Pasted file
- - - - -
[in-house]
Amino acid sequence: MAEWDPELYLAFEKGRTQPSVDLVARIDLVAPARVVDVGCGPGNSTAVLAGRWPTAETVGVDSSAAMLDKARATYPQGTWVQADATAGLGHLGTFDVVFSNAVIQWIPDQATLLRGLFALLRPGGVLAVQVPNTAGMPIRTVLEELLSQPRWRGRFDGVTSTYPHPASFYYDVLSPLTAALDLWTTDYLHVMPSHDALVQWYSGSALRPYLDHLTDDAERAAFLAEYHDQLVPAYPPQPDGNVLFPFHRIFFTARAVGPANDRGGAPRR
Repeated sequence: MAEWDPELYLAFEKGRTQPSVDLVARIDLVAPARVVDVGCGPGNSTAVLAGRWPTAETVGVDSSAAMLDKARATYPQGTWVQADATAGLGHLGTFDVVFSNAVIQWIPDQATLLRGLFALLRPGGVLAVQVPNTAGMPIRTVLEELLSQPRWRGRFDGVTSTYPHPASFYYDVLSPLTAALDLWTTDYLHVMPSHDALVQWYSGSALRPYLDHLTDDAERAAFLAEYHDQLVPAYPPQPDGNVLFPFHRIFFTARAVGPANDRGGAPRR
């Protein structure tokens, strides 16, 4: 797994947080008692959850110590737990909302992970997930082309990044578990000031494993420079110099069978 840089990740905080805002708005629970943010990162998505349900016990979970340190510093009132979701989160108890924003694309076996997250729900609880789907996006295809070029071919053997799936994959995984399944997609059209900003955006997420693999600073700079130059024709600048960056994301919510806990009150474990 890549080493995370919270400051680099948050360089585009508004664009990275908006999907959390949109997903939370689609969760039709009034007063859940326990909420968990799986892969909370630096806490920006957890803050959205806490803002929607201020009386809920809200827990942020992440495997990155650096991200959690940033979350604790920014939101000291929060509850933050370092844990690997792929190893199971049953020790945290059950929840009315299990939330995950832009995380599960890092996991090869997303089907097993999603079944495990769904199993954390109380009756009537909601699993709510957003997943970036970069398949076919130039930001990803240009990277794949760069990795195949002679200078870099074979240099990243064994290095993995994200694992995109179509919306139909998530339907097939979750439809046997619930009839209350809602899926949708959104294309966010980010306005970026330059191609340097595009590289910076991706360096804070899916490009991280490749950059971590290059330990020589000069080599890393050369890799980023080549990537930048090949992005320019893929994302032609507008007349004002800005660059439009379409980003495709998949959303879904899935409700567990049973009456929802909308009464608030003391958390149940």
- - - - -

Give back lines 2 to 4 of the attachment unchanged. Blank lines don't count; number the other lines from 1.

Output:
Amino acid sequence: MAEWDPELYLAFEKGRTQPSVDLVARIDLVAPARVVDVGCGPGNSTAVLAGRWPTAETVGVDSSAAMLDKARATYPQGTWVQADATAGLGHLGTFDVVFSNAVIQWIPDQATLLRGLFALLRPGGVLAVQVPNTAGMPIRTVLEELLSQPRWRGRFDGVTSTYPHPASFYYDVLSPLTAALDLWTTDYLHVMPSHDALVQWYSGSALRPYLDHLTDDAERAAFLAEYHDQLVPAYPPQPDGNVLFPFHRIFFTARAVGPANDRGGAPRR
Repeated sequence: MAEWDPELYLAFEKGRTQPSVDLVARIDLVAPARVVDVGCGPGNSTAVLAGRWPTAETVGVDSSAAMLDKARATYPQGTWVQADATAGLGHLGTFDVVFSNAVIQWIPDQATLLRGLFALLRPGGVLAVQVPNTAGMPIRTVLEELLSQPRWRGRFDGVTSTYPHPASFYYDVLSPLTAALDLWTTDYLHVMPSHDALVQWYSGSALRPYLDHLTDDAERAAFLAEYHDQLVPAYPPQPDGNVLFPFHRIFFTARAVGPANDRGGAPRR
């Protein structure tokens, strides 16, 4: 797994947080008692959850110590737990909302992970997930082309990044578990000031494993420079110099069978 840089990740905080805002708005629970943010990162998505349900016990979970340190510093009132979701989160108890924003694309076996997250729900609880789907996006295809070029071919053997799936994959995984399944997609059209900003955006997420693999600073700079130059024709600048960056994301919510806990009150474990 890549080493995370919270400051680099948050360089585009508004664009990275908006999907959390949109997903939370689609969760039709009034007063859940326990909420968990799986892969909370630096806490920006957890803050959205806490803002929607201020009386809920809200827990942020992440495997990155650096991200959690940033979350604790920014939101000291929060509850933050370092844990690997792929190893199971049953020790945290059950929840009315299990939330995950832009995380599960890092996991090869997303089907097993999603079944495990769904199993954390109380009756009537909601699993709510957003997943970036970069398949076919130039930001990803240009990277794949760069990795195949002679200078870099074979240099990243064994290095993995994200694992995109179509919306139909998530339907097939979750439809046997619930009839209350809602899926949708959104294309966010980010306005970026330059191609340097595009590289910076991706360096804070899916490009991280490749950059971590290059330990020589000069080599890393050369890799980023080549990537930048090949992005320019893929994302032609507008007349004002800005660059439009379409980003495709998949959303879904899935409700567990049973009456929802909308009464608030003391958390149940």